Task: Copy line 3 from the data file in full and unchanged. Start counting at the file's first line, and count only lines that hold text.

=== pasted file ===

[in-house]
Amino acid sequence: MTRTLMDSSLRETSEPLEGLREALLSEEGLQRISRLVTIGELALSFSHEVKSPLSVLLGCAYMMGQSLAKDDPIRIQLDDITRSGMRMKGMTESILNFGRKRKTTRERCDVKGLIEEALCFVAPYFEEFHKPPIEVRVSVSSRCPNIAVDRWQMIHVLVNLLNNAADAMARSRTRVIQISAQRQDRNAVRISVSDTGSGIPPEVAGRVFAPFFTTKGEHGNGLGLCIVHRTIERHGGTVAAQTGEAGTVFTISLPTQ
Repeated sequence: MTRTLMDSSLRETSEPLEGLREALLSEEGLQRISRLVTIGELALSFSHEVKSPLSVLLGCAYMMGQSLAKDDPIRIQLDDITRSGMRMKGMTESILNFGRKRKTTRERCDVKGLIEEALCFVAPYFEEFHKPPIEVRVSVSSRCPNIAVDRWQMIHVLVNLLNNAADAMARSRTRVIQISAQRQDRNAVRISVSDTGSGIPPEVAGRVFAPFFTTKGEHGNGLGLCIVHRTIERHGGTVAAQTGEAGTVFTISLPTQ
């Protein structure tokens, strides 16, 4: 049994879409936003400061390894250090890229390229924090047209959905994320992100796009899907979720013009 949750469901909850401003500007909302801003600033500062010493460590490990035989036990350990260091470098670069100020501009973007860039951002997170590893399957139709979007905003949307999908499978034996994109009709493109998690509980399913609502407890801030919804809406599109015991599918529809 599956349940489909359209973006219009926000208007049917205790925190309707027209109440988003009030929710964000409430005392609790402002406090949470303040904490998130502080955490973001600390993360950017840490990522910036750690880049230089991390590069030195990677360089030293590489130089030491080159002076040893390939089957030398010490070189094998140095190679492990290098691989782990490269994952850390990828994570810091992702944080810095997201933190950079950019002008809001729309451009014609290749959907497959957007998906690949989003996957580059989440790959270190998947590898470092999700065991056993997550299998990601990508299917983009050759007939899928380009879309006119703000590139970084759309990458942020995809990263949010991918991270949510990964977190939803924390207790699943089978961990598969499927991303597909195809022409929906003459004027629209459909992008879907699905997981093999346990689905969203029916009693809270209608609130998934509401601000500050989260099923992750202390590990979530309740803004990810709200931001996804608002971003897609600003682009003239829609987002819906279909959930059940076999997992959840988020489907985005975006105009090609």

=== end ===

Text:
Repeated sequence: MTRTLMDSSLRETSEPLEGLREALLSEEGLQRISRLVTIGELALSFSHEVKSPLSVLLGCAYMMGQSLAKDDPIRIQLDDITRSGMRMKGMTESILNFGRKRKTTRERCDVKGLIEEALCFVAPYFEEFHKPPIEVRVSVSSRCPNIAVDRWQMIHVLVNLLNNAADAMARSRTRVIQISAQRQDRNAVRISVSDTGSGIPPEVAGRVFAPFFTTKGEHGNGLGLCIVHRTIERHGGTVAAQTGEAGTVFTISLPTQ